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The Daily Cardinal Est. 1892
Wednesday, June 19, 2024
Following massive price increases, Sen. Dave Hansen, D-Green Bay, and Rep. Jimmy Anderson, D-Fitchburg, introduced measures to reign in drug companies power.

Following massive price increases, Sen. Dave Hansen, D-Green Bay, and Rep. Jimmy Anderson, D-Fitchburg, introduced measures to reign in drug companies power.

Wisconsin Dems aim to prevent price gouging of prescription drugs

In an effort to prevent falsely inflated prices on common prescription drugs, Wisconsin lawmakers proposed a bill Tuesday that would give State Attorney General Brad Schimel increased power to hold drug companies accountable.

Sen. Dave Hansen, D-Green Bay, and Rep. Jimmy Anderson, D-Fitchburg, proposed the measure.

“We are seeing example after example of drug companies increasing prices on much-needed generic drugs by as much as 500%, 4,014% and even 8,281%,” Hansen said in a release. “This can’t be allowed to go on.”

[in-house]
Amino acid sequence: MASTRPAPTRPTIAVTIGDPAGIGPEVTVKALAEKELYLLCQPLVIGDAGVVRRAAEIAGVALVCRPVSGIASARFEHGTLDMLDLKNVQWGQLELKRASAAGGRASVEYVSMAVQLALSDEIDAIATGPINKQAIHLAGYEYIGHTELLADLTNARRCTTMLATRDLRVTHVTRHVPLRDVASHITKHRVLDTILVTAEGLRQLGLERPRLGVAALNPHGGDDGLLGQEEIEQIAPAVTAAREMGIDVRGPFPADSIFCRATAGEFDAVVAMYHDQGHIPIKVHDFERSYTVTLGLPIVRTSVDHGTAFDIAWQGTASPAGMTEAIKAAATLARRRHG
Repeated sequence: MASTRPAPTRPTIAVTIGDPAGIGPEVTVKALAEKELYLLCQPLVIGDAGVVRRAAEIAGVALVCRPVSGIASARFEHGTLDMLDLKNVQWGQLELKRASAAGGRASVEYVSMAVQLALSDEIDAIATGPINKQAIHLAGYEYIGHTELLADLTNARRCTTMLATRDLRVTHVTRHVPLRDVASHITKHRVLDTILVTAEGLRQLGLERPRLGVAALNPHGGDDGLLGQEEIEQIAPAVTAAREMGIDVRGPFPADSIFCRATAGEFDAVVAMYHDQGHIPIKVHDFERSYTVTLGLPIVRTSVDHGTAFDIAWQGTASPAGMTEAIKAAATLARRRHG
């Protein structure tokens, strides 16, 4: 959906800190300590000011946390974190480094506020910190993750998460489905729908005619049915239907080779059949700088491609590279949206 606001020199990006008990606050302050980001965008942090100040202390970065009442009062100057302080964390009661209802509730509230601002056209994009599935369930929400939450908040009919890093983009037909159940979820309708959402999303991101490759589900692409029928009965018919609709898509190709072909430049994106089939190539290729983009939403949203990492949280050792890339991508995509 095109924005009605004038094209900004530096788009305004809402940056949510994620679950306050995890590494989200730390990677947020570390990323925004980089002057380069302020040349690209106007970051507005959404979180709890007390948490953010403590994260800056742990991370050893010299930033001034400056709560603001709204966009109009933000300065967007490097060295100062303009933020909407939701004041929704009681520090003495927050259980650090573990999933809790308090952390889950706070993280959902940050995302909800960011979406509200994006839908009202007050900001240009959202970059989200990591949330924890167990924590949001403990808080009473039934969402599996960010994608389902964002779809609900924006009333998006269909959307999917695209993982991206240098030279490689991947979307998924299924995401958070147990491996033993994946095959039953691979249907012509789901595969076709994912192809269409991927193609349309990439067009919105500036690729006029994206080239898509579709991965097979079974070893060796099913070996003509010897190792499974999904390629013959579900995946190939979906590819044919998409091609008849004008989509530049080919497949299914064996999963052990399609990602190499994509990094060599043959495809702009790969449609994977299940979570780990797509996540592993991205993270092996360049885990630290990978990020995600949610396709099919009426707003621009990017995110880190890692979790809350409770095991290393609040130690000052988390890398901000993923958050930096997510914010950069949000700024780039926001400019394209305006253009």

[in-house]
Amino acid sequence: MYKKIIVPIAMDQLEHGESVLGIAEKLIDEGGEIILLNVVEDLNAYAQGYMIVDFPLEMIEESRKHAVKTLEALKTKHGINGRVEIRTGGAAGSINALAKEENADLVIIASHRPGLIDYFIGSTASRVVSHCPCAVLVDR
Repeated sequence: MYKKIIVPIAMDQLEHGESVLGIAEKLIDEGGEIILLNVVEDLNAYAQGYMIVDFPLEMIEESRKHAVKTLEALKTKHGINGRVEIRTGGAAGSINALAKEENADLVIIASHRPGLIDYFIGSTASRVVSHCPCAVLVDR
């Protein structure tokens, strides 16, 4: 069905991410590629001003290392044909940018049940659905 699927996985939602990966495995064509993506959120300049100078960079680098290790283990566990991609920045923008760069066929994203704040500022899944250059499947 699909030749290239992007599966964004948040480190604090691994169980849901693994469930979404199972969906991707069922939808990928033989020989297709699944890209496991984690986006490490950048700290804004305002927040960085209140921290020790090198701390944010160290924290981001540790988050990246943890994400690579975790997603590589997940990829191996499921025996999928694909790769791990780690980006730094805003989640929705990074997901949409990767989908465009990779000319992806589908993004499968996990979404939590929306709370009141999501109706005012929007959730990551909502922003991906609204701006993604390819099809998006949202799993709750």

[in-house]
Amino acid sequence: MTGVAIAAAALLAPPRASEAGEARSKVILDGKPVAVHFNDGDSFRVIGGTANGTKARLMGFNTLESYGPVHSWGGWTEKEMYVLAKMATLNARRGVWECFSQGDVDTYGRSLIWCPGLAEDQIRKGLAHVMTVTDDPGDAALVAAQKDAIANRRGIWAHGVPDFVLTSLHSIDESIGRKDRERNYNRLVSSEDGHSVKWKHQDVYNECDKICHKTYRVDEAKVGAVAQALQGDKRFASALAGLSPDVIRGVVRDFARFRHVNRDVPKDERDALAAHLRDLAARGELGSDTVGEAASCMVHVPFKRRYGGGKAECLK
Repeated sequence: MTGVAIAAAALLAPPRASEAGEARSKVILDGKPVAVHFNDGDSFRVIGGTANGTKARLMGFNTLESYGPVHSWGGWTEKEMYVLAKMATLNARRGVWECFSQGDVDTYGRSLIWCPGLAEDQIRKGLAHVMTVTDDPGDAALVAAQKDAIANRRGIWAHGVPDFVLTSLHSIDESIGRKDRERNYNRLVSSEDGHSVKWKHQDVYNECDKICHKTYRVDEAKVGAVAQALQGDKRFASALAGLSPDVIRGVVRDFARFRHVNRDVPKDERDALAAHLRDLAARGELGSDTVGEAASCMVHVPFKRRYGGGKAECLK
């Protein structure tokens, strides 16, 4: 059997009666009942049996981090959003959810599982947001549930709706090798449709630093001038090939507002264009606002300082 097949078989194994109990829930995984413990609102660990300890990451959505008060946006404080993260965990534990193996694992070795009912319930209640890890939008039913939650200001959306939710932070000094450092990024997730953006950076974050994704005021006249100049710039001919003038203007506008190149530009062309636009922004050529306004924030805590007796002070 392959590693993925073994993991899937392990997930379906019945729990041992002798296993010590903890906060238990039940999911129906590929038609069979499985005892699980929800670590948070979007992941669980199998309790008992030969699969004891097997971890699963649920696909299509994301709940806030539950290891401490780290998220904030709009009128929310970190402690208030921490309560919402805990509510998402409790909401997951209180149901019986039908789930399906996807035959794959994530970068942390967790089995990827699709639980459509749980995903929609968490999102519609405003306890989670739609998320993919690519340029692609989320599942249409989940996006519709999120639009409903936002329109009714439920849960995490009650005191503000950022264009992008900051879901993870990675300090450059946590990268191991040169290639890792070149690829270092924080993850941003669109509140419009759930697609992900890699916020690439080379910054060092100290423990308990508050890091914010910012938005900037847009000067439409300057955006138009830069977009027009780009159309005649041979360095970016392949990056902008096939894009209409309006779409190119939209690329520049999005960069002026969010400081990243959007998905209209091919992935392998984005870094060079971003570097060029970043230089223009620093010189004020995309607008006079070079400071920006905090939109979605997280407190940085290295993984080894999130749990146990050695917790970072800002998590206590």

The bill would expand Schimel’s power and require drug companies to provide justification for any price increases, as well as allowing Schimel to petition the state courts to provide alternatives to the practice.

These alternatives include enjoining the drug’s maker from engaging in price gouging and requiring companies to return “excessive” profits to consumers and potentially requiring drug makers to pay civil forfeitures of up to $10,000 for each instance of price gouging.

“By enabling the Attorney General to order documents from drug manufacturers, we will better understand how drug prices are being set and how to control prescription drug costs,” Anderson said in a release. “This legislation is vital in ensuring that our healthcare industry is focused on protecting Wisconsin families rather than simply kowtowing to the whims of massive drug manufacturers.”

Recently, prices for the drug Pravastatin, a medication used to treat heart conditions, jumped 573 percent, Albuterol, commonly used to control asthma, increased 4,014 percent and Doxycycline, used in treatment of bacterial infections, shot to 8,281 percent.

“This can’t be allowed to go on,” Hansen said. “While companies that engage in this type of predatory practice make greater profits, those profits come at the expense of many of the people who need those drugs the most, as they are priced out of their ability to obtain them.”

Hansen said he hopes the bill will gain bipartisan support in the upcoming session.

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